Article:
You write : " All the ones I can think of left ROCOR of their own
accord. Even in the case of France (where they voluntarily chose not
to go to the meeting of bishops) and the Russian ROCOR bishops,
wasn't it suspension and then later defrocking? That is something
different from excommunication. What "mass excommunication" do you
have in mind here, and does anyone from ROCOR care to comment?".
Can you think of me? I did not leave, I did not leave of my own
accord, and I have constantly advocated reconciliation on this forum.
This has been discussed many times on this forum. We know that we
have different views, and I am convinced of your good faith. Please
give me credit for my good faith as well. Just repeating again and
again the same statements is useless, we return constantly to square
1 of the discussion.
Again, last Sunday, some of us met with our ROCOR(L) friends at the
occasion of a marriage. Our ROCOR(L) friends repeated stubbornly that
we were wrong because we "did not obey the bishop".
Again and again, nobody disputes the principle, the question is about
exceptions, when the bishop and the conscience come in opposition.
The canons do provide for exceptions. What is astonishing, is that
our ROCOR(L) friends did not even know this, and that personal
enmities do play an awful role. Many of our ROCOR(L) friends are
still convinced that there will be no union with the MP, and know
nothing about the latest events.
See, for instance: Message 8448
The New Russian Martyr Metropolitan Cyril of Kazan wrote in
1929: "church discipline can remain valid only as long as it is an
actual reflection of the hierarchical conscience of the conciliar
Church; discipline can never itself replace this conscience...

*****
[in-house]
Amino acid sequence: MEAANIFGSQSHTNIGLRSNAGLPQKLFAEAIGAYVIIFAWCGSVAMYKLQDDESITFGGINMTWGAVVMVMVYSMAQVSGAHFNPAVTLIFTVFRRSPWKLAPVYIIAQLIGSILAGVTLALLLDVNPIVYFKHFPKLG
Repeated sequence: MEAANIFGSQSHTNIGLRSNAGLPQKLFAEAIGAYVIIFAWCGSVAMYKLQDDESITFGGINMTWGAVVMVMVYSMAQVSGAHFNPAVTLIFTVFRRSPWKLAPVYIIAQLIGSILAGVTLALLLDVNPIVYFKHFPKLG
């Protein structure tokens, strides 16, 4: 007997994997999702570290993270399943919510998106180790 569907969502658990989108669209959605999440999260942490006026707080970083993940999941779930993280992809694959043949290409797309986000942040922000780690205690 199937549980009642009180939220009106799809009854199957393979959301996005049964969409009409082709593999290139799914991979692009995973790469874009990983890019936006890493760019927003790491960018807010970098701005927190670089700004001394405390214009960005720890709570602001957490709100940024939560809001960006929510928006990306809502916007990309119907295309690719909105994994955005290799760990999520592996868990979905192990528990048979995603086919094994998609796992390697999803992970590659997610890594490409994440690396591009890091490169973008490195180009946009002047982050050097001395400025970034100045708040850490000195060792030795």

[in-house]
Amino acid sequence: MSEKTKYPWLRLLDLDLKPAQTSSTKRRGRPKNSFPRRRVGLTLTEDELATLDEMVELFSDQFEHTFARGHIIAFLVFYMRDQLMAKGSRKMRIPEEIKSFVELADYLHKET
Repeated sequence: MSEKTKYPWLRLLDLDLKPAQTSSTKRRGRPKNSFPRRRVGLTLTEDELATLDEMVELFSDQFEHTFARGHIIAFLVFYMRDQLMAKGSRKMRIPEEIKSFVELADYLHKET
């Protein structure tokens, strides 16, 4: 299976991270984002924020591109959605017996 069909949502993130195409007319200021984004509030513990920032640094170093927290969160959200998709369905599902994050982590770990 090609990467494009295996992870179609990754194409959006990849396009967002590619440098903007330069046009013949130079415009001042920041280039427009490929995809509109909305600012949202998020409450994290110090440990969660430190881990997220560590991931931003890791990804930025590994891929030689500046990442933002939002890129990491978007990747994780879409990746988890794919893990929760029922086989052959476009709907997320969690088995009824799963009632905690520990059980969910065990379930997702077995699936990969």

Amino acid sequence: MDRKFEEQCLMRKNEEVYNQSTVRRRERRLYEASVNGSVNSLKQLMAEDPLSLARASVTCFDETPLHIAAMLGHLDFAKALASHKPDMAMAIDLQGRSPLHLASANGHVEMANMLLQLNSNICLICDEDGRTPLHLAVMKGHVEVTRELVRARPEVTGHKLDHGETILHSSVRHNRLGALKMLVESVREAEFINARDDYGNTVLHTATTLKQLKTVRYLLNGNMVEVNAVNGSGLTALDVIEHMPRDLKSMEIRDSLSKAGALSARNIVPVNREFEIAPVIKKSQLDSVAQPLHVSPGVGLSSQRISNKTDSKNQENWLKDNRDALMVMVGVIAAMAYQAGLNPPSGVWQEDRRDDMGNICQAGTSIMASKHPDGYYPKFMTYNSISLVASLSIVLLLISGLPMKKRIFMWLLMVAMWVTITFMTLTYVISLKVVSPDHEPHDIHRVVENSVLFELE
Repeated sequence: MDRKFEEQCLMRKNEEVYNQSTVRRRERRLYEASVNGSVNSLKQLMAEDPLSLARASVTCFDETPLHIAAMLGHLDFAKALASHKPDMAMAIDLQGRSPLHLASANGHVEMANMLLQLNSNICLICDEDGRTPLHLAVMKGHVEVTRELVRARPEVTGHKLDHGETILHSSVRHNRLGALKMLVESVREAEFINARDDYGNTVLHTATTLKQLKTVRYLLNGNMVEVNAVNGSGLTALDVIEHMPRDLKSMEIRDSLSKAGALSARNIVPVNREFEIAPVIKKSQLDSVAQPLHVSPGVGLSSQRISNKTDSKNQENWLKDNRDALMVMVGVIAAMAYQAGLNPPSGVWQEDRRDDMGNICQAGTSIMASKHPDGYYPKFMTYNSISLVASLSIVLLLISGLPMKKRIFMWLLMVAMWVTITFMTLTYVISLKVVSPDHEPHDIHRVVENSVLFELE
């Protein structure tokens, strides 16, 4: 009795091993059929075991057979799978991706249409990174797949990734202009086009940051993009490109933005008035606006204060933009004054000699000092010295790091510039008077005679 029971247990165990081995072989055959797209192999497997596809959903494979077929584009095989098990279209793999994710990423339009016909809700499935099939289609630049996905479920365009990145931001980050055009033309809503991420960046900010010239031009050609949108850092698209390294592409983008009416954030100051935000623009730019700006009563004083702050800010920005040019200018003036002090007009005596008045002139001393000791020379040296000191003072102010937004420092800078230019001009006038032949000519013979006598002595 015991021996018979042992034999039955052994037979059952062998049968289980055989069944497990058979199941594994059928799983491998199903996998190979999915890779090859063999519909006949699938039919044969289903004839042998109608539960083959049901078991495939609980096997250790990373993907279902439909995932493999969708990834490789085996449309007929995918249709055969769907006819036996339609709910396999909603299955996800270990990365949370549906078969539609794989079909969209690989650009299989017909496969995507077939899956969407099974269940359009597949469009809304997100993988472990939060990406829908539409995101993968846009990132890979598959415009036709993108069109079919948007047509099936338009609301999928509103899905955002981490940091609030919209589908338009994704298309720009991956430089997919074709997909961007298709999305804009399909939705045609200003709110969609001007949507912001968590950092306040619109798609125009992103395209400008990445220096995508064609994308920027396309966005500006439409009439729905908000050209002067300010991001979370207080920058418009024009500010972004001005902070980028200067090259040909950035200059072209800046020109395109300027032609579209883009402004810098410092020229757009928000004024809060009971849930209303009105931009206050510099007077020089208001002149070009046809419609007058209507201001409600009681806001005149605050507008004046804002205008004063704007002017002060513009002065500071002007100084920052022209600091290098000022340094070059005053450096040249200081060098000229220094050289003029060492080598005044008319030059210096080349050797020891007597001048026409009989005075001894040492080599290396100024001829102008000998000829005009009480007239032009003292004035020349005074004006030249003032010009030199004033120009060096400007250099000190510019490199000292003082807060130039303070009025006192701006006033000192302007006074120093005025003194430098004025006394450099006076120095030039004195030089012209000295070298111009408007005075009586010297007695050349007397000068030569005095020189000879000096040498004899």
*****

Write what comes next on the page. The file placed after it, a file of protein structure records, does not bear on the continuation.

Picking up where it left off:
The Church is not the hierarchs. The Church is the assembly of
hierarchs, priests and believers. To appoint bishops without taking
conciliarity into account or proceeding to mass excommunications is
not conciliarity and is contrary to Church discipline. Believers are
nothing without their bishops, bishops are nothing without the
believers. The Orthodox Church is not a papist organisation.
the synod has judged, condemned and proceeded to a mass exclusion
that is a mutilation of our dear Church. I think that it might have
been avoided and that it comes from the fact that the question has
been managed as a purely disciplinary one.
As was already discussed, they had been summoned to Munich (at very
short notice), but had not been advised that they would appear before
an ecclesial tribunal to be judged. They had not been informed about
the composition of a court that would judge them. If a regular
judgement had taken place, the accused clerics might have use their
right to challenge the judges («11.) The accused bishop or cleric
has, at all judicial levels, the right to challenge the judges, of
which he must inform the President no later than two weeks after
receiving the summons to court»).
--- In firstname.lastname@example.org, DDD <dimitradd@v...> wrote:
> All the ones I can think of left ROCOR of their own accord. Even
in the case of France (where they voluntarily chose not to go to the
meeting of bishops) and the Russian ROCOR bishops, wasn't it
suspension and then later defrocking? That is something different
from excommunication. What "mass excommunication" do you have in
mind here, and does anyone from ROCOR care to comment?
> On 2 Jun 2004 01:36:35 -0000, email@example.com wrote:
> It is the anti-MP "extremists" who have been
> subjected to mass excommunication.